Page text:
Years ago, I volunteered in the mental health clinic at Healthcare for the Homeless. At that time, the clinic was located in a crumbling, barely habitable house near downtown Albuquerque. The place was uncomfortably warm year-round, which magnified the smell of the place by a factor of ten, at least.
The odor of that place was one of forgotten humanity – unwashed people in their unwashed clothes with their unwashed belongings in tow. The reek of cigarette smoke drifted from the folds of their clothing. I learned, by a system of surreptitious glance-and-sniff, to know if a client was addicted to alcohol, heroin, meth, crack, a combination, or nothing at all (approximately 15% of the clients were, simply, severely mentally ill, with no co-morbid addiction).
They came to the clinic with an astonishing array of medical issues beyond mental illnesses and addictions. Chronic illnesses like diabetes are virtually impossible to manage on the streets. A minor infection can become gangrenous in a short time when people live with limited access to basic sanitary facilities. A simple case of the flu is likely to become pneumonia when a person is living rough.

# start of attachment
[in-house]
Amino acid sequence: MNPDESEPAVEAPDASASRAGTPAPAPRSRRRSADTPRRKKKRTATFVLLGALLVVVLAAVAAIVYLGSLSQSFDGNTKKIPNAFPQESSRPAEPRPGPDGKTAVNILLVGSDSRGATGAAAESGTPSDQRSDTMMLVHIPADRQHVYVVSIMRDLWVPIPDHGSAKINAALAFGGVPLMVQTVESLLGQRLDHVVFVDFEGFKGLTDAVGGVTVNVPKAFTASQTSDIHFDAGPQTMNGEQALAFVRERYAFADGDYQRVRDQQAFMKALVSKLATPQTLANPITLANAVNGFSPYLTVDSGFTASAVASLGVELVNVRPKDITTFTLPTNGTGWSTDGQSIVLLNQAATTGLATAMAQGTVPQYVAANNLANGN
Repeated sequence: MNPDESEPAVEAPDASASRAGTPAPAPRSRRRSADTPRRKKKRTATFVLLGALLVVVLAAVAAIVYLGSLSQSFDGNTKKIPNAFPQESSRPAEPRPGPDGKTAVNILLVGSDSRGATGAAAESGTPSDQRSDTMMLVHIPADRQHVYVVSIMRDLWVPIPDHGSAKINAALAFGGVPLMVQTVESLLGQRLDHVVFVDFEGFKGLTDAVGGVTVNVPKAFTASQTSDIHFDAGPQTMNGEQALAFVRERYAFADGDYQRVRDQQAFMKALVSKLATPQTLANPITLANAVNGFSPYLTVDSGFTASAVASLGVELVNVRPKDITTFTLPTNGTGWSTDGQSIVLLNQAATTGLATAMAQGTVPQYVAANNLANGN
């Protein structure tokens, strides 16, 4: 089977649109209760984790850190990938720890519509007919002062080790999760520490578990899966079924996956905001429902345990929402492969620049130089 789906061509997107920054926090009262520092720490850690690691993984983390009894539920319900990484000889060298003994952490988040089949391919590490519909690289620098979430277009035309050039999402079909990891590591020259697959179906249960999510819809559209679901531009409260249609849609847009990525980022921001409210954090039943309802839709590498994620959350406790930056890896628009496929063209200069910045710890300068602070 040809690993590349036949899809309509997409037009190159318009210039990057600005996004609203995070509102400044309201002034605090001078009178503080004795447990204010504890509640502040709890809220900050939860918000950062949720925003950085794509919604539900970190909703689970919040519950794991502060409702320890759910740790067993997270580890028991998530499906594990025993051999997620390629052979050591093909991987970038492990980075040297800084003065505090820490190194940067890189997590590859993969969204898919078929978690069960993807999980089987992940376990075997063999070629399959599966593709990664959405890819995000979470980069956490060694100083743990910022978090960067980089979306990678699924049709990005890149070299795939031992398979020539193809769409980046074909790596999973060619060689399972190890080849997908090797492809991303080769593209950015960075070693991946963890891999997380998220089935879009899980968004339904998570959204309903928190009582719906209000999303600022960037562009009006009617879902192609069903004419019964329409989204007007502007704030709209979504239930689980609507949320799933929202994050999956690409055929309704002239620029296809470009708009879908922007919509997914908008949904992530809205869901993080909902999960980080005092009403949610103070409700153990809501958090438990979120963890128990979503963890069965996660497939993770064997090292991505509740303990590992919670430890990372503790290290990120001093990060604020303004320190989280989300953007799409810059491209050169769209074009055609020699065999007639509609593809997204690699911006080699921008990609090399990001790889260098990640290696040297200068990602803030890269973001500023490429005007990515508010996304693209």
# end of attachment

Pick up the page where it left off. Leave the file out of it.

Underfunded and understaffed, the people at the clinic did everything they could for their clients. It was mostly a hopeless task. A receptionist, a nurse, four counselors, and a handful of volunteers can’t do a whole hell of a lot in the face of the vast needs among the many people who need help. A few people got stabilized on their medicines and tried to get clean, but more often they continued to decline, living on the streets and cycling in and out of jail, detox centers, and psychiatric hospitals.
I should have hated it. I mean, my God, writing about it now, it sounds so depressing. In fact, though, I looked forward to my time there. I spent most of my time with the clients, going out to lunch and driving them to their appointments. The counselors would give me Wal-Mart gift cards and send me off with 2 or 3 clients to buy socks, underwear, and toiletries.